It's been like playing a game a pin the tail on the donkey, if you will.
But for all the overhyped, overplayed and beaten-down story lines about Kentucky's potential pitfalls, Western Kentucky head coach Ron Harper wondered out loud Thursday night if the criticism of the Cats' 3-point shooting had merit and said it could prevent them a run at their eighth national title.
"If they want to advance and win a national championship, they're going to have to shoot it better from the perimeter," Harper said. "They're going to have to find somebody else that can make a shot from the perimeter."
Kentucky hit just three 3-point shots in its 81-66 victory over Western Kentucky in the second round of the NCAA Tournament, and outside of Doron Lamb, the Cats were 1 for 6 from behind the arc.
As UK prepares to play eighth-seeded Iowa State on Saturday in the third round, it's once again raised concerns about Kentucky's ability to knock down the perimeter shot with consistency. Since hitting a season-high 15 3-pointers against Georgia, Kentucky has made just 20-of-75 3-point attempts since postseason play began. That registers at 26.7 percent over the last four games.
Is it a cause for concern or rather a recent outlier in what has otherwise been a pretty good shooting season?
"We can hit 3s," freshman point guard Marquis Teague said. "We've had games where we've hit 15 3s. We've got Darius Miller. He's a 40-percent shooter from the 3 (actually 36.8). Doron, he's a 40-percent shooter (actually 45.8). And we've got Kyle (Wiltjer), who can knock down shots, too. We don't get as much credit from the 3-point line as people think. We can shoot better than people think."
The Cats have actually been one of the better teams in the Southeastern Conference and in the country at making 3-point field goals. For all the credit Florida and Vanderbilt received this season within the league for making treys, UK ranks just behind them at 37.0 percent, which also ranks 57th in the country.
So why again do people feel like Kentucky's 3-point shooting is a weakness?
"I feel like it's something they hope happens," Teague said. "They're hoping we don't hit 3s so we lose."
The difference between Kentucky and those other teams that can shoot the 3 is UK doesn't take nearly as many shots from the perimeter as them, attempting 238 fewer 3-point shots than Vandy and 306 less than Florida. That's created a perception that the Cats can't hit the outside shot, which they say just isn't true.
"Shooting is important, but we don't want to rely too heavily on it," said freshman Kyle Wiltjer, who has made 19-of-39 3-point shots since SEC play began in early January.
During Kentucky's five-minute, 3-point shooting drill in practice Friday at the KFC Yum! Center - a drill in which Wiltjer hit 76 3-pointers in a few days ago - Lamb said all of the Cats hit 50 or more treys, which John Calipari considers to be a pretty good mark.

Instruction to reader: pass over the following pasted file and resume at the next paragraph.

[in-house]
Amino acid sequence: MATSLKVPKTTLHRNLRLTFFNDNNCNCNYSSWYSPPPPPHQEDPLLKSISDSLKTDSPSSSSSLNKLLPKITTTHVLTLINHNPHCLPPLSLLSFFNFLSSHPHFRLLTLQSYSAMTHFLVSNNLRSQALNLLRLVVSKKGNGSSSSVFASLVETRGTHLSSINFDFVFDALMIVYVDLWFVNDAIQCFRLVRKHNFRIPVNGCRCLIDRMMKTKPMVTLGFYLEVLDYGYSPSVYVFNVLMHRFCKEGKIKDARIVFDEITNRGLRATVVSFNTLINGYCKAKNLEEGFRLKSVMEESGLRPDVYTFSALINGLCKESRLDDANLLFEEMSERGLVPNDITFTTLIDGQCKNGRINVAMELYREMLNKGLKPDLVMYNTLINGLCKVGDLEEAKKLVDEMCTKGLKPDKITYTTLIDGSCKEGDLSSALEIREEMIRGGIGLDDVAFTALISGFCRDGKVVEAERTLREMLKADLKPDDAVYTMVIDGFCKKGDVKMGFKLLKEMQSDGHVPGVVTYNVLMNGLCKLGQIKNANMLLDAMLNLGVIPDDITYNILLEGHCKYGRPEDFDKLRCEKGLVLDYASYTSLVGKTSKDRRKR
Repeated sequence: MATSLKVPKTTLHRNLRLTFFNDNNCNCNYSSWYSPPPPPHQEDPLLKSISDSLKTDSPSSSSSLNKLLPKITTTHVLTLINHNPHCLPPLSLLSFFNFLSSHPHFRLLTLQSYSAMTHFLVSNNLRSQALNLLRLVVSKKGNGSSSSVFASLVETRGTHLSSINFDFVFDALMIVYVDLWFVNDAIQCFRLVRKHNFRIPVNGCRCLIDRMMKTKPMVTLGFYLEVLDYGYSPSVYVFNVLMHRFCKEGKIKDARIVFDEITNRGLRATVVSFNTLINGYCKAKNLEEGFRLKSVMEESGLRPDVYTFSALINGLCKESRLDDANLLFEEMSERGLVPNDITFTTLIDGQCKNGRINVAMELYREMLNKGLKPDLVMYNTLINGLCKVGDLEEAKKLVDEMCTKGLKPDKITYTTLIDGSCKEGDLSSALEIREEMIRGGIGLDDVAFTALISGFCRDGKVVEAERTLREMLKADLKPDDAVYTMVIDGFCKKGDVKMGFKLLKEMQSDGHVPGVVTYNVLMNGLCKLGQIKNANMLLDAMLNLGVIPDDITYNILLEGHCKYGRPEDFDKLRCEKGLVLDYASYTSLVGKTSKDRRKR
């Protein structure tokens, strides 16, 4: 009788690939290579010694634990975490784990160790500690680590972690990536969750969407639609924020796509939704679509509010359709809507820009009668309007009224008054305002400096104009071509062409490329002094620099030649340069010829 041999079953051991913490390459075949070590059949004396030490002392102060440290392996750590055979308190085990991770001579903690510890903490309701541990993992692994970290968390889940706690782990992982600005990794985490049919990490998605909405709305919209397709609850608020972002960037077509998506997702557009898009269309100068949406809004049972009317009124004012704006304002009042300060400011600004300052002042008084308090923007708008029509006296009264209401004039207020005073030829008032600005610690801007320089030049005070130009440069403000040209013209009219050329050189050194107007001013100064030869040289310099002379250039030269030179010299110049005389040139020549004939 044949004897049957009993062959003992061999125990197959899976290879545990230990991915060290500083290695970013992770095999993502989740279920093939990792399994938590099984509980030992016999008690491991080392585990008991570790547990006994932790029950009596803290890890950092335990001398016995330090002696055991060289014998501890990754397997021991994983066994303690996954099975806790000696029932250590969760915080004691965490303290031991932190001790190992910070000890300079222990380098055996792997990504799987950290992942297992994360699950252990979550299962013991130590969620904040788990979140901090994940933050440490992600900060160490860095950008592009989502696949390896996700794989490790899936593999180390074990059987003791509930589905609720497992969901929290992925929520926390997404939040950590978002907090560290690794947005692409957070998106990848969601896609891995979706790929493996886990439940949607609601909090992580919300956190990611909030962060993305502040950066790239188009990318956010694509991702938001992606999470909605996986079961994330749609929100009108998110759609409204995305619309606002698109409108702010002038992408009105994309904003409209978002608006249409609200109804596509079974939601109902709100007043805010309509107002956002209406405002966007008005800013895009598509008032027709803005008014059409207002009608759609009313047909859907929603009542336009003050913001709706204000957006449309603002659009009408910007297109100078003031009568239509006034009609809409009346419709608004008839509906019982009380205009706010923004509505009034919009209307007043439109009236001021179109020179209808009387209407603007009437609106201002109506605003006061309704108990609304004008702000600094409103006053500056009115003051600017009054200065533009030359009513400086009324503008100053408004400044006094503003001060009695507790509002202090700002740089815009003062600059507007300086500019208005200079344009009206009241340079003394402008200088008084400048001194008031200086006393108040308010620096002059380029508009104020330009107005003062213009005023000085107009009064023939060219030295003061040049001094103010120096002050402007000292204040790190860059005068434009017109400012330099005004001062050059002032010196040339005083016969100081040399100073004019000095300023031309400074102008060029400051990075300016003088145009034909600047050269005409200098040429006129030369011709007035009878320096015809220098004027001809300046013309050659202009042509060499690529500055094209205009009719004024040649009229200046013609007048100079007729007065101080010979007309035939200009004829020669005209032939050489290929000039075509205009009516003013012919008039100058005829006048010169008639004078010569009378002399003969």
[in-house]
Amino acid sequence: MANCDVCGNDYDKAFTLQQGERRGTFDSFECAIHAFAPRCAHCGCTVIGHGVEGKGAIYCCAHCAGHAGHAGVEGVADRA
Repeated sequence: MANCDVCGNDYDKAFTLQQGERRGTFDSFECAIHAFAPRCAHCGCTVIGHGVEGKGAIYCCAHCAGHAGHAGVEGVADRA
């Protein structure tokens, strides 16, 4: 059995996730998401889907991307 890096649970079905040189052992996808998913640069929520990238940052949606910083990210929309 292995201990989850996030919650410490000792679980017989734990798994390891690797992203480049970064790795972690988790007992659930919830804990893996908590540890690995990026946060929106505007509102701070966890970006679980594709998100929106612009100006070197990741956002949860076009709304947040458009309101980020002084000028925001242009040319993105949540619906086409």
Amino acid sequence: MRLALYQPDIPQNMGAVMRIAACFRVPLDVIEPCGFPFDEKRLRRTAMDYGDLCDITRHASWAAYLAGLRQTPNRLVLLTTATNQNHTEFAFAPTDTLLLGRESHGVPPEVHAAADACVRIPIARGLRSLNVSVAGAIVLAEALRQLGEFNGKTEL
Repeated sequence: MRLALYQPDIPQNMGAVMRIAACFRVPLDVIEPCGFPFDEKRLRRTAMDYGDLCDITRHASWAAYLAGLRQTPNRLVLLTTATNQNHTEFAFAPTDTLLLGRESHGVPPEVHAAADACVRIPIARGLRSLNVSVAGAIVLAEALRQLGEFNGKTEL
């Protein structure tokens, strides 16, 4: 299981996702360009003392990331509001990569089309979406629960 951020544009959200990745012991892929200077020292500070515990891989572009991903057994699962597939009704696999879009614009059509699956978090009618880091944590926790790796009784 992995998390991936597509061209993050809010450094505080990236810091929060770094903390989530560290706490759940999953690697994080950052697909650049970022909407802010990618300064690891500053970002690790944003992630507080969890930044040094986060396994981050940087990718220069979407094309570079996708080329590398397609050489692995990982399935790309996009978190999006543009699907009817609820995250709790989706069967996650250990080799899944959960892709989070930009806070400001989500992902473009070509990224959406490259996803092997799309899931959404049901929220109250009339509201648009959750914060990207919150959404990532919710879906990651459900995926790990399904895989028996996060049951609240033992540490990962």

"I think we're going to make a lot of shots from the 3-point tomorrow," Lamb said.
If the Cats do, it shouldn't come as a total surprise. Twelve times this season they've hit seven or more 3-pointers.
The Cyclones have sounded like they are going to take their chances with Kentucky from the perimeter. Iowa State head coach Fred Hoiberg has talked about slowing the game down because of UK's ability to score inside, and ISU guard Scott Christopherson noted UK's athleticism and skill in the paint.
"You really don't want to let them beat you at the basket," Christopherson said. "You prefer to try to let them take contested jump shots on the perimeter."
Even if the Cats don't live and die by the 3 Saturday evening, their fate could be determined by it one way or another. For all the talk about Iowa State "point forward" Royce White, the Cyclones' offense functions largely from the 3-point line.
Iowa State has hit 290 treys this season, hitting 38.0 percent of its attempts, 35th in the nation. Four Cyclones have hit 50 or more 3s, led by Chris Allen's 75 3-point field goals.
In the surprisingly comfortable win over Connecticut, Iowa State hit six from long range, and twice this season the Cyclones have hit 15 or more treys.
"We can't let them be comfortable or they're definitely going to knock down shots," senior guard Darius Miller said. "Their one through four can knock down shots. They do a great job of getting open looks and executing what they need to do. We got to come out and try to take that away from them. We feel like if we take something away from them, it will give us a better chance of winning the game."
Because the Cats have played Florida and Vanderbilt so often this season - six times total - they feel confident in their ability to limit another perimeter shooting team and force them into their shot blockers inside.
In UK's six matchups with the Gators and Commodores, Kentucky held the teams to a combined 44 of 128 from behind the 3-point line.
"They shoot it just like them from outside, really well," Teague said. "We did a good job on those teams so I feel like we'll do the same thing with them."
The key, the Cats say, are high hands and long rebounds.
"Most team we play try to beat us from the 3 since we have Anthony (Davis) and Terrence (Jones) back there blocking shots," Teague said. "I feel like we've done a great job because not many teams have beat us this year. We just pressure them and try to send them into their bigs and then they'll take care of the rest."
While Iowa State doesn't pose the sexy matchup that a Final Four rematch with Connecticut would have presented, Calipari and the Cats are well aware Iowa State is a worthy team. The Cyclones have already beaten Kansas and Baylor this year.
"Folks, we have our hands full," Coach Cal said. "I can go on and on if you want, but we've got our hands full. This is going to be one of the toughest games we've played in a while."